We’ll Never Know Whether Voters or Machines Source of Clinton ‘Landslide’ South Carolina Win
Hillary Clinton could not have asked for more. According to the official count, she scored a 47.5 point victory of Bernie Sanders in the South Carolina primary—20 points greater than the RCP average going into the February 27 primary election.
Clinton's fawning supporters wasted no time. The Washington Postproclaimed that the results spelled "big trouble for Bernie Sanders" going into Super Tuesday.
Was this official "landslide" actually an overwhelming rejection of Sanders's political revolution or the pre-designated result of the South Carolina's easily hacked touch screen voting systems?
But was this official "landslide" actually an overwhelming rejection of Sanders's political revolution or the pre-designated result of the South Carolina's easily hacked touch screen voting systems? We'll never know because, as the author noted in 2011, South Carolina, and unfortunately a large number of Americans, are "still clueless" about the 100% unverifiable touch screen voting systems that were used during yesterday's faith-based election.
For more than a decade, computer scientists and election integrity advocates have sounded the alarm—to no avail. "I follow the vote," CIA cybersecurity expert Steven Stigall told members of the U.S. Election Assistance Commission back in 2009. "And wherever the vote becomes an electron and touches a computer, that's an opportunity for a malicious actor potentially to...make bad things happen."
While e-voting systems have often been the source of unlikely results, it was the 2010 South Carolina U.S. Senate Democratic Primary contest between Alvin Green and Judge Vic Rawl that produced an "It's the machines transparency, stupid!" moment. That election was conducted on the same 100% unverifiable ES&S iVotronic touch screen voting system that was used in yesterday's Democratic Presidential Primary.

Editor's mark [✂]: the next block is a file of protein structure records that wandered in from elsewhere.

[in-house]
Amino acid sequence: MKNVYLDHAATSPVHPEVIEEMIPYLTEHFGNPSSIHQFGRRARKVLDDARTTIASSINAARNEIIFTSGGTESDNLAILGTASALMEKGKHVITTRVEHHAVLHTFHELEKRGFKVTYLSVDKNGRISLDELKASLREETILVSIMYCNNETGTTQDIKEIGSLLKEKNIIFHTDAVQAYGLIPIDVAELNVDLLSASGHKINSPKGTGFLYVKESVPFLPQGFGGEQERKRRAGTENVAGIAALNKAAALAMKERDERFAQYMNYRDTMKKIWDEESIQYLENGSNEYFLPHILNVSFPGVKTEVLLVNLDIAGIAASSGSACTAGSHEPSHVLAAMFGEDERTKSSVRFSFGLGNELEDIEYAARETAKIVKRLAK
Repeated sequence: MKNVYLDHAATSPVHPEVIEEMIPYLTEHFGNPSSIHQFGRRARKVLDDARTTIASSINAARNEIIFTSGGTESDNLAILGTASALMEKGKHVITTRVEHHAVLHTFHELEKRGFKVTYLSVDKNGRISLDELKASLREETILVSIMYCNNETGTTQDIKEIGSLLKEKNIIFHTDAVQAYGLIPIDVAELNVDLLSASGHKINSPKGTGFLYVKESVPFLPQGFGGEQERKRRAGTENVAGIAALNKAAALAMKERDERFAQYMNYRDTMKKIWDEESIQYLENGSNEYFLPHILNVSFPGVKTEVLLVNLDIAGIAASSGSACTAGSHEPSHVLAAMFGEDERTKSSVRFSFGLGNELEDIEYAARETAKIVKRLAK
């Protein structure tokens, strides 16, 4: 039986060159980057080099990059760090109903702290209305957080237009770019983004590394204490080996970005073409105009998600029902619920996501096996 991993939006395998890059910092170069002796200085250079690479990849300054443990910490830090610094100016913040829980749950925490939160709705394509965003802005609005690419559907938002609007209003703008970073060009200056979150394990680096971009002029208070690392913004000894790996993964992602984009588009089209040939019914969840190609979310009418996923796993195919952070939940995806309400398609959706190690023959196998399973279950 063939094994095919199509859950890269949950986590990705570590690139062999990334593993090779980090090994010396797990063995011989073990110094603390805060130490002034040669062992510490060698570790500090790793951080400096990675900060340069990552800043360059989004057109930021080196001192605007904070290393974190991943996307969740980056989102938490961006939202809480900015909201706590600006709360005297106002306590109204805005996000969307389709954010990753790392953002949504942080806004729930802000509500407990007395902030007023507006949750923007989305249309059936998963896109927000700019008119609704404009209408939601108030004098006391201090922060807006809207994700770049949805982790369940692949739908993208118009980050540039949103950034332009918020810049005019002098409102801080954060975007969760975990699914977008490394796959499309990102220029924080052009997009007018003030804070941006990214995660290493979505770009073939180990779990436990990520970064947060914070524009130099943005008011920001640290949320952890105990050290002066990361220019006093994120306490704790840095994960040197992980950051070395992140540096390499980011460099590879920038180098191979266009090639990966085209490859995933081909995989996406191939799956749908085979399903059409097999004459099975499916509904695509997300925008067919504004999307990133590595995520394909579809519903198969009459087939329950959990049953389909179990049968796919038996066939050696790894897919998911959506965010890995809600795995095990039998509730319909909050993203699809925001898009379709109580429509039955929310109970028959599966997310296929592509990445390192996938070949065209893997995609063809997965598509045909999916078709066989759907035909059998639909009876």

Greene was unemployed; virtually unknown. He had no campaign website, no volunteers, no campaign literature. He didn't even own a computer or a phone. His opponent, the respected circuit judge and former state legislator Vic Rawl had raised hundreds of thousands of campaign dollars, appeared at 80 campaign events; had hundreds of volunteers.
The numbers were beyond absurd. Lancaster County paper absentee ballots went to Rawl 84% to 16%. The unverifiable touch-screens in the same county, however, said Rawl lost the it by 17%. Greene received more votes than were cast in 25 Spartanburg County precincts. The votes of 50 other precincts were missing from the final count. Statewide, the virtually unknown Greene somehow managed to captured 60% of the vote, according to the iVotronic DREs.
Denied access to the iVotronic memory cartridges, source codes, and machines, Rawl nonetheless presented an impressive five-hour case to the state Democratic Party Executive Board in contesting the race. Two computer scientists testified that system malfunction provided the only reasonable explanation. Voters said they saw their votes flipped to Greene. Campaign workers saw poll workers swapping out memory cartridges during the election.
Rawl's challenge of the machines was ignored by most of the mainstream media and summarily rejected by the Democratic Party's Executive Board, largely for what has been described to The BRAD BLOG by insider sources as "political reasons".
Touch screen voting has been and remains a clear and present danger to our democracy -- and not just because of the risk of malicious manipulation of the count.
In "The Problem with Touch-Screens" ...Dan Rather visited the Manila sweat shop where he witnessed the shoddy assembly of the ES&S iVotronic LED screens by $2.50/day workers. The company's "quality control" process at the Filipino facility, on the rare occasions that it was applied, was to hold up one of these sensitive items of electronic equipment and shake it to determine whether there were any loose parts rattling around inside.
When he covered Rather's documentary at The BRAD BLOG, the late John Gideon observed: "The machines made by ES&S may not have any screws loose, but the folks who think this is any way to run a democracy certainly do!"
That pretty much sums up the level of thinking in every jurisdiction which continues to employ these exorbitantly-priced pieces of unverifiable electronic junk.
So when anyone tells you that South Carolina voters handed Bernie Sanders a landslide defeat, your answer should be "maybe, but maybe not."
Veterans for Bernie